Volume 3, Issue 2
  • ISSN 2213-8722
  • E-ISSN: 2213-8730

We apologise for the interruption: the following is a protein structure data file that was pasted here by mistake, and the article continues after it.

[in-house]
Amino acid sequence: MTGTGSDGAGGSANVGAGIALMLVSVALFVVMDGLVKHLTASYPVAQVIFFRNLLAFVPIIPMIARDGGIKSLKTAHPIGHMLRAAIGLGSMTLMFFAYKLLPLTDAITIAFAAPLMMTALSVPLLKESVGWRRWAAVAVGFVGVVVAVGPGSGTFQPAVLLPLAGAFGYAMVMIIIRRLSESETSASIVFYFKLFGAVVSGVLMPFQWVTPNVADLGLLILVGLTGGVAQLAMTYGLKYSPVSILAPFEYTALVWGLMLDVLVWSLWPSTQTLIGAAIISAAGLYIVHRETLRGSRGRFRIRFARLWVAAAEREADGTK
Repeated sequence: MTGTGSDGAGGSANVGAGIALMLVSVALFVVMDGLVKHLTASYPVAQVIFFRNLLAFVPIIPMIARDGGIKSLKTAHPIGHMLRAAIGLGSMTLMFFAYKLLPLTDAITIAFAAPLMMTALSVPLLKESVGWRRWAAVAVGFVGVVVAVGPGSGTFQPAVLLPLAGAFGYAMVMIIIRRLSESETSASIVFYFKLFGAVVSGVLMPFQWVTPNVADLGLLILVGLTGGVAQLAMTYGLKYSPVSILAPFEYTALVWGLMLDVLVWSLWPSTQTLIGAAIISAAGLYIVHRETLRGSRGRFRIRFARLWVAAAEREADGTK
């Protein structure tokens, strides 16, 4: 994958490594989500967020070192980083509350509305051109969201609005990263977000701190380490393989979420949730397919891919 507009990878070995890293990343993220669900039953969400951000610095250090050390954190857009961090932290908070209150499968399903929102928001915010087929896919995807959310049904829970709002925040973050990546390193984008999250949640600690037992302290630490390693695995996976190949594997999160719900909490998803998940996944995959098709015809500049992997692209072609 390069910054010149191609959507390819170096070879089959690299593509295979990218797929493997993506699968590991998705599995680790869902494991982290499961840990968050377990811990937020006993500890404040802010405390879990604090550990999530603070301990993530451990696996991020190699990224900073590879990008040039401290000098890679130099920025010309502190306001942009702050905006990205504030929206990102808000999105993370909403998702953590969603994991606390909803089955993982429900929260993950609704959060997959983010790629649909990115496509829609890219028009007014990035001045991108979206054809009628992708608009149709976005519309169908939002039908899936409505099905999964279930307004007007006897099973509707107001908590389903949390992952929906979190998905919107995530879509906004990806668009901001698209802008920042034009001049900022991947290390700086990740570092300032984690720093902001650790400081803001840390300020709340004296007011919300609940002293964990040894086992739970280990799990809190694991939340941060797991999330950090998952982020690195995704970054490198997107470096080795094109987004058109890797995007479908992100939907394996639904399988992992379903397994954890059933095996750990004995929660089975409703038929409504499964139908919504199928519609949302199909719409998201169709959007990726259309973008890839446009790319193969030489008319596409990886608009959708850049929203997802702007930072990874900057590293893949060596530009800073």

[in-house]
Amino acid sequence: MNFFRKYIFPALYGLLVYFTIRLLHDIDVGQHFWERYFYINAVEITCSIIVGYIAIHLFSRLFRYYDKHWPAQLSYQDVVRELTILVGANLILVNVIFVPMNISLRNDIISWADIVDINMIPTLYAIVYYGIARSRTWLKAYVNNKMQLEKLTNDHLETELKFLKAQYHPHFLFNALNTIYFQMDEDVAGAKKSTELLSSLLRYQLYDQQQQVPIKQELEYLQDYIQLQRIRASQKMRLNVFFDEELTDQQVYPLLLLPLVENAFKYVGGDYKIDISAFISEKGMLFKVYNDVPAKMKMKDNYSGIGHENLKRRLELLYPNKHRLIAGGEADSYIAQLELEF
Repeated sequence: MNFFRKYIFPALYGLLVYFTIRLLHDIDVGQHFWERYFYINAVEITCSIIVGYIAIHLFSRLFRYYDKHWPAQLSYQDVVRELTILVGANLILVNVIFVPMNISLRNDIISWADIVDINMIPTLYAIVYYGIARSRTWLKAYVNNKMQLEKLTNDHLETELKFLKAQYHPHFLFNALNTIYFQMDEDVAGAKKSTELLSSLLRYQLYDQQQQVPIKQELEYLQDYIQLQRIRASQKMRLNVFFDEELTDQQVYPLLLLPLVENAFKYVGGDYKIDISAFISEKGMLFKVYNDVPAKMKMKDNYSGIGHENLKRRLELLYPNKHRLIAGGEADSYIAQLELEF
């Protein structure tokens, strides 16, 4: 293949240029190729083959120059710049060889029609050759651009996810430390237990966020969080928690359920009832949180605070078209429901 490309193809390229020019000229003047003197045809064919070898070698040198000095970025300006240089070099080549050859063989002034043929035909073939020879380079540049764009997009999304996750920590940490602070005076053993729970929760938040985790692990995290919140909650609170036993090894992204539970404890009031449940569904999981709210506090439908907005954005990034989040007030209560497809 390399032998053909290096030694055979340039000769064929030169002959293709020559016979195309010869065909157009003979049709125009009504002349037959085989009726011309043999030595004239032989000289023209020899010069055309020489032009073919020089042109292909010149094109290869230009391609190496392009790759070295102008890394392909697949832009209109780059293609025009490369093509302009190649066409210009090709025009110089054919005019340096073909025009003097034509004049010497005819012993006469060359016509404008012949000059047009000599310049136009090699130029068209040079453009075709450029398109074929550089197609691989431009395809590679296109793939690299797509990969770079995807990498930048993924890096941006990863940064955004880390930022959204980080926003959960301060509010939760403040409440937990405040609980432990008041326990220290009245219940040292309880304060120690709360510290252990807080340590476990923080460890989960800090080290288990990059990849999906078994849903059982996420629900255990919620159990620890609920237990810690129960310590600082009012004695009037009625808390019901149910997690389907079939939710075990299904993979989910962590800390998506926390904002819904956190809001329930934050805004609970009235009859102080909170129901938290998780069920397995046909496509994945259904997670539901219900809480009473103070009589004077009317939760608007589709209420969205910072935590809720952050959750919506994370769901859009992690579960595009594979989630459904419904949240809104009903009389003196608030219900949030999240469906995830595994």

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This article defends the position taken by Talmy that Mandarin Chinese is satellite-framed, and thus argues against Slobin and Chen and Guo that Mandarin is ‘equipollently-framed’. The approach we take is constructional and cognitive in that we draw insights from Construction Grammar and Cognitive Grammar, though it is not restricted to either of them. A more unconventional view of the clause structure in Chinese is first presented, examining the so-called ‘complex sentences’ from a cognitive perspective. The consequence of this view is that the notion of ‘equipollent-framed language’ for Chinese can be abandoned and thus tidying up Talmy’s original typology. It is further argued that the constructional-cognitive view of Chinese captures the structural intuitions more appropriately than a traditional generative account, and that the motion-directional structure in Chinese has been constructionalized to the extent that individual verbs in the construction merge but produce a structure with more than their total properties.


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